Don’t miss Beauty and the Beast in 3D. My husband and I loved the cast and, of course, the Oscar-winning musical score by lyricist Howard Ashman and composer Alan Menken.
We ignored the hype about diversity and the Beast not apologizing. We were glad they also went with the Disney version and ignored the original with Belle’s jealous sisters. Oh, my gosh, you know the story and this delightful musical romantic fantasy will have you singing or humming along with Celine Dion or “the servants.” According to Wiki, the film’s budget was $160 million and box office to date is $874.9 million.
Director Ron Marshall with Into the Woods cast.
News that Into the Woods celebrated the biggest opening weekend ever for a movie adapted from a Broadway musical must have director Rob Marshall celebrating once more. Marshall was also the director of Academy Award winning Chicago (2002).
I loved Into the Woods as a play with memorable quotes/music/lyrics the first time I saw it. Like so many movie aficionados, I couldn’t wait for it to open on the big screen and it didn’t disappoint. Casting and costuming with Disney settings made this fairy-tale themed musical an easy candidate as an Oscar nominee.
Yes, expect to laugh out loud as the witch, Red Riding Hood, a wolf and a couple of princes learn life’s lessons the hard way. Though the woods are eerie and dark, the characters are anything but grim (yes, pun intended). So, don’t be surprised if you start humming the tunes next time your off “to grandmother’s house.”
Full disclosure: I like the movie Mary Poppins; and I admire and appreciate Walt Disney—big time. Until I saw Saving Mr. Banks, (2013) I knew nothing about Poppins author, P.L. Travers.
Disney’s (Tom Hanks) hurdles to make a movie based on Travers book has more story to it than her book. Travers character (Emma Thompson) is so well performed that my husband found himself in the theater lobby after listening to her diatribe. (Mike returned with red licorice for me!) “She’s rude and ungrateful,” he complained, “she drives me nuts.”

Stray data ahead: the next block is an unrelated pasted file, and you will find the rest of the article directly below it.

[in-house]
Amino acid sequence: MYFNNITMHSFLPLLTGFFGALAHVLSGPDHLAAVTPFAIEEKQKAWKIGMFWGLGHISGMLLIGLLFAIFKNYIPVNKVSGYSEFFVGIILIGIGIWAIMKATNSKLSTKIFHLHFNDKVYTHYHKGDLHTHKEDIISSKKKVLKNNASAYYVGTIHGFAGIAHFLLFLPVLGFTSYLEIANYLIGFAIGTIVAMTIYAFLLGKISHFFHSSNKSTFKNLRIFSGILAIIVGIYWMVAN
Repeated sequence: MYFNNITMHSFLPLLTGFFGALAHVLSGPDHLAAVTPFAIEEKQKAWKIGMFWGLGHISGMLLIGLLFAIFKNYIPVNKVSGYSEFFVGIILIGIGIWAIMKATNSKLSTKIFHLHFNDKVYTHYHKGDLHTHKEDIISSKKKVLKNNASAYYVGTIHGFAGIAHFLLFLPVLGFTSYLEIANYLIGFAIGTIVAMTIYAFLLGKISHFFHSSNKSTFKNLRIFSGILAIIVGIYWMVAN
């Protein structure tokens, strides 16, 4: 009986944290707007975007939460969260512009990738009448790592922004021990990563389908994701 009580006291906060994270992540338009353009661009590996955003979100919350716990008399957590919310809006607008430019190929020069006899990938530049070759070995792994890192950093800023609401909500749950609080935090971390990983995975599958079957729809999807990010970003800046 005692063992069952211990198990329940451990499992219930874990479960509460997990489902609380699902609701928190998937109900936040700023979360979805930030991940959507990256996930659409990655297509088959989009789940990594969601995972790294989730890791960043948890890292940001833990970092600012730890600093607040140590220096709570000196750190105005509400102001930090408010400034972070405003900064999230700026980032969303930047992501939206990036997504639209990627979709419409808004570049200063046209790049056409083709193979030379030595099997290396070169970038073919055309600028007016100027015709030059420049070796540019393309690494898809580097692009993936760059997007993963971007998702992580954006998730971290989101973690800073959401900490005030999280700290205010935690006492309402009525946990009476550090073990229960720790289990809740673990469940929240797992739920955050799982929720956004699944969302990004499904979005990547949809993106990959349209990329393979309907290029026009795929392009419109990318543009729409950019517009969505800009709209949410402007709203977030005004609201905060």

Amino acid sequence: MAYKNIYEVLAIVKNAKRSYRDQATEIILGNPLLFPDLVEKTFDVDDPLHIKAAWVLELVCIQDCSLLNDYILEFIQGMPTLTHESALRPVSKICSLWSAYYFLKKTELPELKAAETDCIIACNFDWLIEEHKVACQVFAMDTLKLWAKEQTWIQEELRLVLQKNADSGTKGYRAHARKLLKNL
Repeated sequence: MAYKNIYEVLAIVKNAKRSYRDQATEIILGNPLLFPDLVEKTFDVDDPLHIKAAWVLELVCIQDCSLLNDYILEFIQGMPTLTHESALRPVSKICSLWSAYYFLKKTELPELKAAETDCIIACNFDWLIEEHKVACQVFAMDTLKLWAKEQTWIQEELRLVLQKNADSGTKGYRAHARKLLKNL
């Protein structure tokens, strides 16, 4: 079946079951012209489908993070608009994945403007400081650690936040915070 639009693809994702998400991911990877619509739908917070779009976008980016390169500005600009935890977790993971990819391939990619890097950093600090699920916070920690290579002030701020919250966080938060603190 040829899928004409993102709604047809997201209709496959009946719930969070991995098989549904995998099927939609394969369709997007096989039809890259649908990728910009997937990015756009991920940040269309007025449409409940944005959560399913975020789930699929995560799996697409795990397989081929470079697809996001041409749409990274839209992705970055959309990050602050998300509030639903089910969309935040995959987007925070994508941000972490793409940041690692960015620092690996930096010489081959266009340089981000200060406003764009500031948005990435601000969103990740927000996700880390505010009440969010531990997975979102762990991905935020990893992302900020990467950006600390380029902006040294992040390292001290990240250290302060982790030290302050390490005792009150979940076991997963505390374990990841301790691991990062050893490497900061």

There you have the movie in a nutshell. Haunted by childhood memories of her alcoholic father, Travers penned Poppins, a magical nanny who appears to rescue of two children—scratch that. She came to save their father, Mr. Banks.
Travers nit-picked everything about Disney and his staff to a degree the only recourse was for her to refuse the rights to use her book and return to England. Disney’s persistence is masterly and a darn good example to admirers of all ages.
I was both entertained and exhausted by the time the film ended. Bravo to the script-writers and casting directors; but, most of all, thanks for the memories, Walt.
Today’s freezing temps in much of the country won’t chill movie-goers to the beautiful icy settings in Disney’s offer of FROZEN. Brrrr factor aside, the scenes in FROZEN were eye-catching and the animation magical.
The story moves quickly about two princesses with a problem. Elsa must keep her gloves on or sister Anna will freeze! She heads for the hills to avoid the curse that could destroy the kingdom and worse, her sister.
Anna’s quest to find Elsa introduces new characters along the way. But, unlike Dorothy on the road to Oz, her companions lack the depth of brains, heart and courage. Yet, the enchanted snowman was fun as simply a tag-along.
Upon the return to the kingdom, Anna doesn’t need to “kiss a frog” or a prince to fulfill her heart’s desire. She simply needs to perform an act of true love to save her sister.
FROZEN may rank with other Disney offerings when it comes to beauty and charm, but the score, though delightful, is not memorable. FROZEN is entertaining for all ages; and, who knows, might be just the ticket on a sweltering summer day.